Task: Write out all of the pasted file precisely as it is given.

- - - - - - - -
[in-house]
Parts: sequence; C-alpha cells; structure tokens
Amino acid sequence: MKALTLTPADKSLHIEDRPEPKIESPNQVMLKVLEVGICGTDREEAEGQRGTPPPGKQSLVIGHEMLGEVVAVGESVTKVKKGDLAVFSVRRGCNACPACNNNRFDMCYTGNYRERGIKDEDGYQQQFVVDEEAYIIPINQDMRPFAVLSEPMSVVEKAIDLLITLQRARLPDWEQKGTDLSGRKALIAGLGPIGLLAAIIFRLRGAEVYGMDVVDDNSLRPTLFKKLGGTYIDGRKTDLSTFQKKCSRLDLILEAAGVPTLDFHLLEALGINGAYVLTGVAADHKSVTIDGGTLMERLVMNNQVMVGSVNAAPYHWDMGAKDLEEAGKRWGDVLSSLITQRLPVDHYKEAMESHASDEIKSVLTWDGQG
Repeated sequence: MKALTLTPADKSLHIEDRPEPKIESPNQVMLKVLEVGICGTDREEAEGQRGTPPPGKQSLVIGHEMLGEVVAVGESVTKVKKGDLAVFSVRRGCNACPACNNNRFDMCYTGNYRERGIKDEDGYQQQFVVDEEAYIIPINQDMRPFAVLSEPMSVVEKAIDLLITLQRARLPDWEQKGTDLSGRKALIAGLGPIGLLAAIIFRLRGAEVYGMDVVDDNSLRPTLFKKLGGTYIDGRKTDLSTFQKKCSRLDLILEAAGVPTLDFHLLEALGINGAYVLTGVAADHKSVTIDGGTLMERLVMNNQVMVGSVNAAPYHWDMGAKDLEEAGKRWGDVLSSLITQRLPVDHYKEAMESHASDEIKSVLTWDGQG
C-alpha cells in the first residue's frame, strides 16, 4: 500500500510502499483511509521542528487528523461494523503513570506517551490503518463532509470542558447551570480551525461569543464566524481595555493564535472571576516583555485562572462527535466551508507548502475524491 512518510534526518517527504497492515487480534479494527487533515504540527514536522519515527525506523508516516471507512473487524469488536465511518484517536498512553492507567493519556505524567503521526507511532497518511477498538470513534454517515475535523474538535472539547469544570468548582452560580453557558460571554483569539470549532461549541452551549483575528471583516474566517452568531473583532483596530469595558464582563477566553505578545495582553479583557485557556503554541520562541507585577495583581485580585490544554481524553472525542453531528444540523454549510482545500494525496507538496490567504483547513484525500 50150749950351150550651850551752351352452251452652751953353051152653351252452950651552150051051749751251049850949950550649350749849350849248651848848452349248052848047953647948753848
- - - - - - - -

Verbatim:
[in-house]
Parts: sequence; C-alpha cells; structure tokens
Amino acid sequence: MKALTLTPADKSLHIEDRPEPKIESPNQVMLKVLEVGICGTDREEAEGQRGTPPPGKQSLVIGHEMLGEVVAVGESVTKVKKGDLAVFSVRRGCNACPACNNNRFDMCYTGNYRERGIKDEDGYQQQFVVDEEAYIIPINQDMRPFAVLSEPMSVVEKAIDLLITLQRARLPDWEQKGTDLSGRKALIAGLGPIGLLAAIIFRLRGAEVYGMDVVDDNSLRPTLFKKLGGTYIDGRKTDLSTFQKKCSRLDLILEAAGVPTLDFHLLEALGINGAYVLTGVAADHKSVTIDGGTLMERLVMNNQVMVGSVNAAPYHWDMGAKDLEEAGKRWGDVLSSLITQRLPVDHYKEAMESHASDEIKSVLTWDGQG
Repeated sequence: MKALTLTPADKSLHIEDRPEPKIESPNQVMLKVLEVGICGTDREEAEGQRGTPPPGKQSLVIGHEMLGEVVAVGESVTKVKKGDLAVFSVRRGCNACPACNNNRFDMCYTGNYRERGIKDEDGYQQQFVVDEEAYIIPINQDMRPFAVLSEPMSVVEKAIDLLITLQRARLPDWEQKGTDLSGRKALIAGLGPIGLLAAIIFRLRGAEVYGMDVVDDNSLRPTLFKKLGGTYIDGRKTDLSTFQKKCSRLDLILEAAGVPTLDFHLLEALGINGAYVLTGVAADHKSVTIDGGTLMERLVMNNQVMVGSVNAAPYHWDMGAKDLEEAGKRWGDVLSSLITQRLPVDHYKEAMESHASDEIKSVLTWDGQG
C-alpha cells in the first residue's frame, strides 16, 4: 500500500510502499483511509521542528487528523461494523503513570506517551490503518463532509470542558447551570480551525461569543464566524481595555493564535472571576516583555485562572462527535466551508507548502475524491 512518510534526518517527504497492515487480534479494527487533515504540527514536522519515527525506523508516516471507512473487524469488536465511518484517536498512553492507567493519556505524567503521526507511532497518511477498538470513534454517515475535523474538535472539547469544570468548582452560580453557558460571554483569539470549532461549541452551549483575528471583516474566517452568531473583532483596530469595558464582563477566553505578545495582553479583557485557556503554541520562541507585577495583581485580585490544554481524553472525542453531528444540523454549510482545500494525496507538496490567504483547513484525500 50150749950351150550651850551752351352452251452652751953353051152653351252452950651552150051051749751251049850949950550649350749849350849248651848848452349248052848047953647948753848